Although the front garden collapsing was a very minor event (admittedly had I been closer to the edge where it stopped, it would have been a major thing for my parents as I could have been seriously hurt or killed) with no injuries or major damage, it was still a landslide (however small) on the side of a mountain.
The devastating events in Aberfan a few months earlier where a major landslide had killed 116 children and 26 adults were still raw and weighed heavily on Welsh minds. Any rock falls or landslides were now taken very seriously potentially to prevent another Aberfan and my parents, sister and I were immediately moved to a council-owned home, ours presently deemed too unsafe to live in (at least until engineers had reviewed the damage and any structural work to make it safe had been completed). I don’t know if surrounding neighbours were also moved but I remember my mother telling me later in life that quite a few were worried and moved to friends and relatives for a short period.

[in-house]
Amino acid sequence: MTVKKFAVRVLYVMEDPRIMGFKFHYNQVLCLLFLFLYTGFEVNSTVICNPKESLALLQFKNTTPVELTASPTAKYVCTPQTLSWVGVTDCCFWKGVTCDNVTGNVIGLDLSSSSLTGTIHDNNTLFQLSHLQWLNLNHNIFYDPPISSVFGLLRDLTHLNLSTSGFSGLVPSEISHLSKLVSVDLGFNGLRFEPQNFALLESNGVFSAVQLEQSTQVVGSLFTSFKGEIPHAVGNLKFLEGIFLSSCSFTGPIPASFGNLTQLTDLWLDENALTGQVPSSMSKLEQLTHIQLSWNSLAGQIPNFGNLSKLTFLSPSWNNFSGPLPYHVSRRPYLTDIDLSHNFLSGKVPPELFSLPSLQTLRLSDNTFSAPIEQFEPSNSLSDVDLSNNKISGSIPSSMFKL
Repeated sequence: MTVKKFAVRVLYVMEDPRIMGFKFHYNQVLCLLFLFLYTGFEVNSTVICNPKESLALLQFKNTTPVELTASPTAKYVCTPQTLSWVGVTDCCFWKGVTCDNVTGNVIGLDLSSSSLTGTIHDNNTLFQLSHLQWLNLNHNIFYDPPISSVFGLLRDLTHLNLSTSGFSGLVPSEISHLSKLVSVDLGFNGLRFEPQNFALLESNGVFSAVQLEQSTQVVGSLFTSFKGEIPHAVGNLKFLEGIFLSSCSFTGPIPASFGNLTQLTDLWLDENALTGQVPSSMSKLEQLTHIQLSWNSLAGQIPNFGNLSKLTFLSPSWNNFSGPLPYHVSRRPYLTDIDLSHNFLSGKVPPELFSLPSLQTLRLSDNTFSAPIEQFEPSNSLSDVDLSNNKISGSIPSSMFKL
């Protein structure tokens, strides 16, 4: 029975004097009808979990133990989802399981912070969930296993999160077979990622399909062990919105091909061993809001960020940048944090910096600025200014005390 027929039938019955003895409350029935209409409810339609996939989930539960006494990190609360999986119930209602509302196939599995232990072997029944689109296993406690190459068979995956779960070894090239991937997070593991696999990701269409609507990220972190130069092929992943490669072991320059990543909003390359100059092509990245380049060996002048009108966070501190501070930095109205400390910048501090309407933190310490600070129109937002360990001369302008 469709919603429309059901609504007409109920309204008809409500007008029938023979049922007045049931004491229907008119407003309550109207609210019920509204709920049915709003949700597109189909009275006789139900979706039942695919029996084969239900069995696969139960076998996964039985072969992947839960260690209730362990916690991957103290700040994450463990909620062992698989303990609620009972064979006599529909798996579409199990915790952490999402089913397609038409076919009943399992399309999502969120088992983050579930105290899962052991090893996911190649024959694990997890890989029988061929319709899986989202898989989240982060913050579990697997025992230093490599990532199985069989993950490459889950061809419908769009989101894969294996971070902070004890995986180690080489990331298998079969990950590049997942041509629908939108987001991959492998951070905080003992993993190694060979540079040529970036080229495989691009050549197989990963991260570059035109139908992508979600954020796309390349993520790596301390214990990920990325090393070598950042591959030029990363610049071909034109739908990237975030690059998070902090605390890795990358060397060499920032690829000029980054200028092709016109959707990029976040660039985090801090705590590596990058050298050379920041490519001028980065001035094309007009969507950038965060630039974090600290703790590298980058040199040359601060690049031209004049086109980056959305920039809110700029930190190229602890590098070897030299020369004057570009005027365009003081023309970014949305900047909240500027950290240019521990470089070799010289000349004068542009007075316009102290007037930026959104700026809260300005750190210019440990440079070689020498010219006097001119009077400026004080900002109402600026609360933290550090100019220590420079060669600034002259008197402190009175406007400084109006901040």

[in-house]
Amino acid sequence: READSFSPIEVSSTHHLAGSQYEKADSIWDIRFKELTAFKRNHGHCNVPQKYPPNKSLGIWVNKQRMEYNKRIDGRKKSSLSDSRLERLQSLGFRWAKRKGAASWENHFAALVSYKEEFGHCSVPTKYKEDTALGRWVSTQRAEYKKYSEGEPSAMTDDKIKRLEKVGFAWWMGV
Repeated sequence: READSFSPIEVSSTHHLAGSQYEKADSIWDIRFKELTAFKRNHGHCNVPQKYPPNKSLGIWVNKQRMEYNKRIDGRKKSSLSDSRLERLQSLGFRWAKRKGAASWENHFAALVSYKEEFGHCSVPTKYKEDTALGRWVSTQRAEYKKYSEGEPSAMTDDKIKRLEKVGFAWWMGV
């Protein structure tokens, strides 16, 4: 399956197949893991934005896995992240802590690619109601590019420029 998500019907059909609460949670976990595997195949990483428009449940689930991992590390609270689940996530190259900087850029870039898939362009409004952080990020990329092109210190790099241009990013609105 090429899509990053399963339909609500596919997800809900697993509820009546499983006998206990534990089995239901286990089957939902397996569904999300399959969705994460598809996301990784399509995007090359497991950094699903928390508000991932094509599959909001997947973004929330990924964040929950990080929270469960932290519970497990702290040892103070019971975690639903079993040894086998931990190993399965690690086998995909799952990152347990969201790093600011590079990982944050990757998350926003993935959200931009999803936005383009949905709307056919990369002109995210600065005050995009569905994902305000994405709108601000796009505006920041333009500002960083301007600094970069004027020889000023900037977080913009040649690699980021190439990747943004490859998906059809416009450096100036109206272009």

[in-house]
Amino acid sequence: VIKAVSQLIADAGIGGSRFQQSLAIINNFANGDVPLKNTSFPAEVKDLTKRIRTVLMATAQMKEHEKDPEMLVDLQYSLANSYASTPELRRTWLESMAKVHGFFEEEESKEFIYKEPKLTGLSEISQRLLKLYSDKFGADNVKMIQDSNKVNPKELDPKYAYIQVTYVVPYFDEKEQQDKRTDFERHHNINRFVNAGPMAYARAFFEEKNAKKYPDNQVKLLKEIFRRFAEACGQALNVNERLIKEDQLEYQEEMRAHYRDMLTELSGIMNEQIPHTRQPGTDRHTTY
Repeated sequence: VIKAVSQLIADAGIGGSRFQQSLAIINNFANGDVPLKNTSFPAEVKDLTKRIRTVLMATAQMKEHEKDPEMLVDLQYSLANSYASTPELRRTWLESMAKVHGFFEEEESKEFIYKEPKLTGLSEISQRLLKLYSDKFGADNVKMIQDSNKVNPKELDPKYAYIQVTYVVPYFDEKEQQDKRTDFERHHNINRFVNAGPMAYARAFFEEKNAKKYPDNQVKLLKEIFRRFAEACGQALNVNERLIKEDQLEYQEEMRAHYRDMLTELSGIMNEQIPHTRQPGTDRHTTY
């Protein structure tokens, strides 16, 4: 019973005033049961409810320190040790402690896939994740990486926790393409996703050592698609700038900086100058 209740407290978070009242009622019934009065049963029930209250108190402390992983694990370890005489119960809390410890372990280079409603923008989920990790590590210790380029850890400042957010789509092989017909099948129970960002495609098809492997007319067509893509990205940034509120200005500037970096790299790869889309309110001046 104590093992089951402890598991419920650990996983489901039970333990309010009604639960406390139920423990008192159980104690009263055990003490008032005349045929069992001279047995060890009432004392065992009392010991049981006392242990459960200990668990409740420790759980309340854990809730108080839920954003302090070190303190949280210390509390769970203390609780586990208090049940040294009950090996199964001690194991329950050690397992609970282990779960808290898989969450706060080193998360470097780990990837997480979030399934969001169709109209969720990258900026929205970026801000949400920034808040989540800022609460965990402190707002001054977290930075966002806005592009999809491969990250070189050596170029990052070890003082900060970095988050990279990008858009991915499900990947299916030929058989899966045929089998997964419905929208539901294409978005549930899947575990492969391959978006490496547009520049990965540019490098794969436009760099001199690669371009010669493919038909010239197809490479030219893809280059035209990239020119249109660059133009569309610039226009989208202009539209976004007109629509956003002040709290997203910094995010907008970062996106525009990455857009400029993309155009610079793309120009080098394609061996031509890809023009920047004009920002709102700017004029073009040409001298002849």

Strangely, I don’t actually have any memories of moving from one house to the other, but it happened and we never ever returned to the home in Goytre again. Years later, when I asked my mother why, she told me that lawyers dealing with the matter on our behalf made a hash of things and we lost the house. It was only many years after that when she finally admitted that my father (at that time) had a gambling habit and spent the mortgage money (for many months) on betting.
I never dwelt on this as, for as long as I can remember, I never ever saw my father bet on anything or gamble at cards (though he did like a game). I can only assume that the shock of losing the house due to his betting (maybe there was far more to it than just that potential loss) scared my father into giving up gambling completely, or at least nearly completely as I’ll explain in a later post.
Anyway, we ended up in the aforementioned council house and this became my home for the next six years.
Thank you for reading.